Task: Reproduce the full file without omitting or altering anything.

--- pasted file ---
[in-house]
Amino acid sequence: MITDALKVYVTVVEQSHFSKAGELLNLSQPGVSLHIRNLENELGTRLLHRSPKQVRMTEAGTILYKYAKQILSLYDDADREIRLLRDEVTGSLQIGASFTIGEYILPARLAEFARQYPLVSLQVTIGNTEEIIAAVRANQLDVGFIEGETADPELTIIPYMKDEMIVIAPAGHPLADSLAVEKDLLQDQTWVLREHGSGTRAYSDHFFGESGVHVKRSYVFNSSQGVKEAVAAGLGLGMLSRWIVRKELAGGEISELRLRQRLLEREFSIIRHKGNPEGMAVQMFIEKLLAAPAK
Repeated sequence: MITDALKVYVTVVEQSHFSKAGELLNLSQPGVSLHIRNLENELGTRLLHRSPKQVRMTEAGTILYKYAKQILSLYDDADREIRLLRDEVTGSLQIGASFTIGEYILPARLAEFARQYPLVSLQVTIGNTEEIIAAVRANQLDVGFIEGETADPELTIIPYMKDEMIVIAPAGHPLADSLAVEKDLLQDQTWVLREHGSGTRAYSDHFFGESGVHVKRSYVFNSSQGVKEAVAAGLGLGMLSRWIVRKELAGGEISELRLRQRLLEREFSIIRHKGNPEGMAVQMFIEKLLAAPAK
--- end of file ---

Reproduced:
[in-house]
Amino acid sequence: MITDALKVYVTVVEQSHFSKAGELLNLSQPGVSLHIRNLENELGTRLLHRSPKQVRMTEAGTILYKYAKQILSLYDDADREIRLLRDEVTGSLQIGASFTIGEYILPARLAEFARQYPLVSLQVTIGNTEEIIAAVRANQLDVGFIEGETADPELTIIPYMKDEMIVIAPAGHPLADSLAVEKDLLQDQTWVLREHGSGTRAYSDHFFGESGVHVKRSYVFNSSQGVKEAVAAGLGLGMLSRWIVRKELAGGEISELRLRQRLLEREFSIIRHKGNPEGMAVQMFIEKLLAAPAK
Repeated sequence: MITDALKVYVTVVEQSHFSKAGELLNLSQPGVSLHIRNLENELGTRLLHRSPKQVRMTEAGTILYKYAKQILSLYDDADREIRLLRDEVTGSLQIGASFTIGEYILPARLAEFARQYPLVSLQVTIGNTEEIIAAVRANQLDVGFIEGETADPELTIIPYMKDEMIVIAPAGHPLADSLAVEKDLLQDQTWVLREHGSGTRAYSDHFFGESGVHVKRSYVFNSSQGVKEAVAAGLGLGMLSRWIVRKELAGGEISELRLRQRLLEREFSIIRHKGNPEGMAVQMFIEKLLAAPAK